Snoring can be a sign of obstructive sleep apnea. It’s unhealthy. Sleep apnea is a potentially serious sleep disorder in which breathing repeatedly stops and starts. You may have sleep apnea if you snore loudly and you feel tired even after a full night's sleep.
Are certain people more likely to suffer from snoring or sleep apnea?
No. Whether you are a man or woman (although men do snore more), young or old, thin or heavy, snoring and sleep apnea can affect everyone, including young children.
Why is sleep apnea a potential health risk?
Sleep apnea has been linked to cardiovascular disease, high blood pressure, diabetes, stroke, depression, and even erectile dysfunction. Drowsy driving caused by sleep apnea may cause accidents. In severe, untreated cases, death may also be a result of sleep apnea.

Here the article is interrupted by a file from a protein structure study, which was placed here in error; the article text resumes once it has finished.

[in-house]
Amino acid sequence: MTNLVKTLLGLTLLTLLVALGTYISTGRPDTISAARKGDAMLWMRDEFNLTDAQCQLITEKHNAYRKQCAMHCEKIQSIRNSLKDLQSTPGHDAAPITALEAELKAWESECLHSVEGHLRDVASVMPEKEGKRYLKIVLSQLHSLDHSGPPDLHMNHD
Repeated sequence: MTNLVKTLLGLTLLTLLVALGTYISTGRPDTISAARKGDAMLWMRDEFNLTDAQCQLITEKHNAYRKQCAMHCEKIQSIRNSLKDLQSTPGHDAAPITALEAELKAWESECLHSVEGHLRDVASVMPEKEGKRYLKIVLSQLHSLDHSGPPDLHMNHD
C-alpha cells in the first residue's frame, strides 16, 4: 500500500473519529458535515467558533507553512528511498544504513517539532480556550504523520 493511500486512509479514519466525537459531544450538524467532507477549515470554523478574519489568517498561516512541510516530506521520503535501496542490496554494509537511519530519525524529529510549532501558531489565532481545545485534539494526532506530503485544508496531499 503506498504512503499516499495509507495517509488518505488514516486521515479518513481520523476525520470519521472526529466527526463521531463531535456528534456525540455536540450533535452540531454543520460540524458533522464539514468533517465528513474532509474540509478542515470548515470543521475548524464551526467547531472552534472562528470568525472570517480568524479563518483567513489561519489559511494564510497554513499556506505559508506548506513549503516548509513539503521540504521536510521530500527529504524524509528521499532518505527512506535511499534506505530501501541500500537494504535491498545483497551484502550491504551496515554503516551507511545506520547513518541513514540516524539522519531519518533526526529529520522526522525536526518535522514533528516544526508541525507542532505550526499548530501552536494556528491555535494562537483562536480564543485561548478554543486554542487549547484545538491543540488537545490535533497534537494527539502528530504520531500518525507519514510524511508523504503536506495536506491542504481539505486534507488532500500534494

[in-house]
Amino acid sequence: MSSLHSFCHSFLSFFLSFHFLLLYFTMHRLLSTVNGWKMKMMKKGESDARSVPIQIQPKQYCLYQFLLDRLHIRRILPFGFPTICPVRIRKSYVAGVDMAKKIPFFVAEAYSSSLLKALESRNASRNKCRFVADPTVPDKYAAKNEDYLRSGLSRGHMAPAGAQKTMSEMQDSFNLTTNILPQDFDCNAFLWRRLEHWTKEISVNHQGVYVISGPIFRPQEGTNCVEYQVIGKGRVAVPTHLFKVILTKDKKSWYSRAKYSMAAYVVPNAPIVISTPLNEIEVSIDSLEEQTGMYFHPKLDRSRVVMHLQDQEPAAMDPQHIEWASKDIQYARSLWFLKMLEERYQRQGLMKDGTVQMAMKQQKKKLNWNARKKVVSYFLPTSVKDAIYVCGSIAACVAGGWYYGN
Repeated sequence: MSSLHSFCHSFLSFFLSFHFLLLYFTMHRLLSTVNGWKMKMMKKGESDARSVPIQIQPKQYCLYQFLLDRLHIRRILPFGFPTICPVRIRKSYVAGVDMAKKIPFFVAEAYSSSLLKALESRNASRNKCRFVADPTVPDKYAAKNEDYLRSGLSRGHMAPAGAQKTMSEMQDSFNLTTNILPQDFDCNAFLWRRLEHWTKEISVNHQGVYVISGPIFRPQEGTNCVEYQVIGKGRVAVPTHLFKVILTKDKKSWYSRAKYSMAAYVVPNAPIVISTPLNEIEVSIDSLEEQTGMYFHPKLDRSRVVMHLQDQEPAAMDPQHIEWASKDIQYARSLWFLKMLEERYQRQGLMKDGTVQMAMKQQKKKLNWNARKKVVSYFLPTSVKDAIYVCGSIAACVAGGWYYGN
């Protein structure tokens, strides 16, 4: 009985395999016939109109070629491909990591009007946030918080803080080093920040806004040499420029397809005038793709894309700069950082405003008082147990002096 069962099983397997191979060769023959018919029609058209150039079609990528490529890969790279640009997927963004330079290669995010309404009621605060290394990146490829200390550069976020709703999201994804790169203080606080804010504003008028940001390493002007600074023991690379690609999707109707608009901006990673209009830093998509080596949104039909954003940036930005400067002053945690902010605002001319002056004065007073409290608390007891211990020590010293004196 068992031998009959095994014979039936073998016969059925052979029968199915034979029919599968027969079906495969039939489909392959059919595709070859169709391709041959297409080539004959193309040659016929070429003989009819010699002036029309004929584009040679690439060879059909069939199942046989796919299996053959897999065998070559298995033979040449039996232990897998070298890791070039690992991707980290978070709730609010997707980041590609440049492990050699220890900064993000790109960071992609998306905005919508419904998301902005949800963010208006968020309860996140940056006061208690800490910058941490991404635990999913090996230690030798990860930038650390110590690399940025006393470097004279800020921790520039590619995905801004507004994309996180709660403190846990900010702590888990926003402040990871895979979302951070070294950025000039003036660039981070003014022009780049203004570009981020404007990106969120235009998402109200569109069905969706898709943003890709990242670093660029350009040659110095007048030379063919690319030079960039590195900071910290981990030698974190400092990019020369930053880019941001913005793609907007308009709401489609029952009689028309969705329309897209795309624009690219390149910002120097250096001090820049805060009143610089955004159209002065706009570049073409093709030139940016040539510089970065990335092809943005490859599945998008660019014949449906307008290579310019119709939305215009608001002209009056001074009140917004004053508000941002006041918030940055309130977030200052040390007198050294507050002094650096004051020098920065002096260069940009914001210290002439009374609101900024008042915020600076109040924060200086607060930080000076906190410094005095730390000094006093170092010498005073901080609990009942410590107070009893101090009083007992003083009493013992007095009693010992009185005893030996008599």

What about snoring? Does it always point to having sleep apnea?
No, snoring does not necessarily mean the person has sleep apnea. However, studies have shown that loud snoring can have devastating consequences all by itself. Loud snorers have 40 percent greater odds of having hypertension, 34 percent greater odds of having a heart attack, and 67 percent greater odds of having a stroke than people who do not snore.
What can be done to help sleep apnea?
Treatment can ease your symptoms and may help prevent heart problems and other complications. One option is a CPAP machine, which can be provided by your medical doctor. Dentists can also provide devices that prevent and reduce snoring.